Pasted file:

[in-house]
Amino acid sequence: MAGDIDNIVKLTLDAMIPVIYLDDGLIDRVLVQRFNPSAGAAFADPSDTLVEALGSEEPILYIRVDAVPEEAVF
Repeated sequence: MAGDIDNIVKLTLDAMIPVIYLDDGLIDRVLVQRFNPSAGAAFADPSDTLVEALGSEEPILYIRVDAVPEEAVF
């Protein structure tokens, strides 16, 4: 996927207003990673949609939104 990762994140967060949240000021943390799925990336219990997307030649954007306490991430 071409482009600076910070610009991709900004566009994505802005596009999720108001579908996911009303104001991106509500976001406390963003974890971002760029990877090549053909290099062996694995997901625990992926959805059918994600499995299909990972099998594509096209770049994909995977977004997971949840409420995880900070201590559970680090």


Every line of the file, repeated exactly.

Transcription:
[in-house]
Amino acid sequence: MAGDIDNIVKLTLDAMIPVIYLDDGLIDRVLVQRFNPSAGAAFADPSDTLVEALGSEEPILYIRVDAVPEEAVF
Repeated sequence: MAGDIDNIVKLTLDAMIPVIYLDDGLIDRVLVQRFNPSAGAAFADPSDTLVEALGSEEPILYIRVDAVPEEAVF
């Protein structure tokens, strides 16, 4: 996927207003990673949609939104 990762994140967060949240000021943390799925990336219990997307030649954007306490991430 071409482009600076910070610009991709900004566009994505802005596009999720108001579908996911009303104001991106509500976001406390963003974890971002760029990877090549053909290099062996694995997901625990992926959805059918994600499995299909990972099998594509096209770049994909995977977004997971949840409420995880900070201590559970680090």